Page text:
Why did Jesus come to earth when he did? Why not immediately after Adam and Eve sinned? Wouldn’t that have saved the world from centuries of pain? Or, why didn’t he come to the slaves in Egypt instead of sending Moses? Or, why not now? Why didn’t God choose to appear on earth to our confused, depressed, decadent Western World? Why then and why not now?
Scripture says, “When the right time came, God sent his Son” (Gal.4:4); elsewhere it reads, “While we were still weak, at the right time Christ died for the ungodly” (Rom. 5:6). The Bible says God figured out that the perfect time—the exact right time in all of history for all of humanity— to appear on earth. And it was two thousand years ago. Why then?
I can imagine a few better times. How about when “each man did what was right in his own eyes;” or the centuries of worshiping idols in the “high places;” or during those same times when the wealthy oppressed the poor, widows, and orphans? Why not then?
Or what about when brutal Assyria and Babylon cold-bloodedly conquered, pillaged, and raped God’s chosen people, when enemies dashed their little ones against stones? Why not then?
Instead Jesus came when God’s people were the most righteous they’d ever been in their two thousand year history: there was no hint of any idolatry, the Scriptures were taught in every synagogue, and temple worship was practiced exactly as taught by the Bible.
Of all the evil and needy times in the history of God’s people, why was that the right time?
The Two Lives
Each of us lives two lives: we inhabit the husk of outer life that everyone sees, and we occupy an inner life known only to us. Remember the little boy Jimmy? His mother commands him, “Sit down;” she counts, “One … two … three ….” And the boy sits. Then he declares, “I may be sitting down on the outside, but I’m still standing up on the inside.”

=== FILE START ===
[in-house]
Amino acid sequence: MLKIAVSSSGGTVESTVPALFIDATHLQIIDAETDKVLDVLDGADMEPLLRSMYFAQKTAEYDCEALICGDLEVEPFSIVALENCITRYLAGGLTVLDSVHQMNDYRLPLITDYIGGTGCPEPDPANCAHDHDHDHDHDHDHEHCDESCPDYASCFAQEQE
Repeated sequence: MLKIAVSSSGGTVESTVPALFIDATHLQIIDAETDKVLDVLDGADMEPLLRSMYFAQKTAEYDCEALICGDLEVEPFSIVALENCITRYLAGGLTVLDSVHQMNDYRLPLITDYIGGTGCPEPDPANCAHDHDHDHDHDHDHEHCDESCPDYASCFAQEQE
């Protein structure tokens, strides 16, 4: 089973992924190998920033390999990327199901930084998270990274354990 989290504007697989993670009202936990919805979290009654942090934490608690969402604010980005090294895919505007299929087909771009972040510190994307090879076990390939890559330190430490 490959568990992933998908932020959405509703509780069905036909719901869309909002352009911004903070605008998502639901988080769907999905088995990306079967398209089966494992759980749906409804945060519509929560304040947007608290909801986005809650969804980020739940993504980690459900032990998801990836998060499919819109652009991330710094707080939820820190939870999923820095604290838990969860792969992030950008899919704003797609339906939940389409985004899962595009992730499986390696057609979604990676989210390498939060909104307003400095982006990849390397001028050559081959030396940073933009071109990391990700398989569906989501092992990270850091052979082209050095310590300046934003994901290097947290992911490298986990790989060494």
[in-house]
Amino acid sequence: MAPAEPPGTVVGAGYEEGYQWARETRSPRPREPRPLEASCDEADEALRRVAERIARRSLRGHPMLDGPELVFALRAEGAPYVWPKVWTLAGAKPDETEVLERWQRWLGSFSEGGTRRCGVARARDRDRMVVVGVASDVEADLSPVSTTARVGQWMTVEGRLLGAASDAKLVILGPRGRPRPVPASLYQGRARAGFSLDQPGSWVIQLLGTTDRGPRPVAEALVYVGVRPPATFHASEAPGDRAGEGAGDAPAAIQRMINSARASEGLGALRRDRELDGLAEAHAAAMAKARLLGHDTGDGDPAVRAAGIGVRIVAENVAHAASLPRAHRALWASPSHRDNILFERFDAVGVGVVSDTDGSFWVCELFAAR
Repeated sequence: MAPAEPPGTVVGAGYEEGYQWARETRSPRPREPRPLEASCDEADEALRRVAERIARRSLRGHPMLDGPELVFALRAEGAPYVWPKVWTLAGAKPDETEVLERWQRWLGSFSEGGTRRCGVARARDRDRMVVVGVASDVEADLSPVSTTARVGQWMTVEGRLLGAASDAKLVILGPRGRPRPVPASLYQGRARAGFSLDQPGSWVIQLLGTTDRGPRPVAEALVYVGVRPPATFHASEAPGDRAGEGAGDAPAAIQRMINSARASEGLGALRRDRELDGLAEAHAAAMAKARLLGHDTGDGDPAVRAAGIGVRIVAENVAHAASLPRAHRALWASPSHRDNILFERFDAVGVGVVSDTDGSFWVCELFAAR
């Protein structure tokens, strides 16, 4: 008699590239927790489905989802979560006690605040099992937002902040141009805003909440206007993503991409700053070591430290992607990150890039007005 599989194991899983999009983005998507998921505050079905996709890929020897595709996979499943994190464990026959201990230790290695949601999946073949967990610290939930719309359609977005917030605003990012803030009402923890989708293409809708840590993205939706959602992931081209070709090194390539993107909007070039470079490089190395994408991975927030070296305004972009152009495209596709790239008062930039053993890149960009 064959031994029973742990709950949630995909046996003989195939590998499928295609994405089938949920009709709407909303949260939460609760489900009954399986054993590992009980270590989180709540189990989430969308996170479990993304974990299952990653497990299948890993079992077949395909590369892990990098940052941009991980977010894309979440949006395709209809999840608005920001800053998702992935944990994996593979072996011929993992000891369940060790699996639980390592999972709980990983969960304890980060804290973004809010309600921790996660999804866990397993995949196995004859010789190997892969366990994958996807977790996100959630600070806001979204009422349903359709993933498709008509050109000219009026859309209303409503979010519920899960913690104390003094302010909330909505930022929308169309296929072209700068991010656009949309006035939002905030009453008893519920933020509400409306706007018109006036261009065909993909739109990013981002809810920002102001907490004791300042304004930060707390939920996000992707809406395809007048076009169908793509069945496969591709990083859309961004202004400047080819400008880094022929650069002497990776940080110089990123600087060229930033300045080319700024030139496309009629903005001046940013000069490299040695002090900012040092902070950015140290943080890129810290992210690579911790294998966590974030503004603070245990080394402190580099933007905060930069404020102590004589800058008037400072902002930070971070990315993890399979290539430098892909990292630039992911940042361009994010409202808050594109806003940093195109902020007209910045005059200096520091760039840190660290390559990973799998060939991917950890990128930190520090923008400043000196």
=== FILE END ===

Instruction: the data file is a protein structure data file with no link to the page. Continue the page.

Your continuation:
On the outside you and I smile and proclaim our faith in God’s love. On the inside we are angry, easily hurt, or just confused. On the outside we succeed at work or raise obedient kids; on the inside we are driven by hidden, inner motivations of fear, need for recognition, childhood wounding, or a compulsion to prove that our lives matter.
Ever since the time of Adam and Eve, God commanded his people, Sit down!—“Don’t eat from that tree . . . Don’t commit adultery . . . Have no other gods before me”—and for centuries the people of God remained standing up: worshiping idols, oppressing the poor, and relying on their culture’s answers instead of God’s promises.
During the Roman occupation, God’s people finally sat down. But they continued standing up on the inside.
Jesus said, “You search the Scriptures because you think that in them you find eternal life; but they point to me” (John 5:39). The Jews in the time of Jesus finally wanted to obey. They sifted through every chapter, paragraph, and word of the Bible, hunting for one more way to sit down. Jesus said they missed its most vital message.
The last idol ever yielded on the altar of God is the surrender our inner-selves.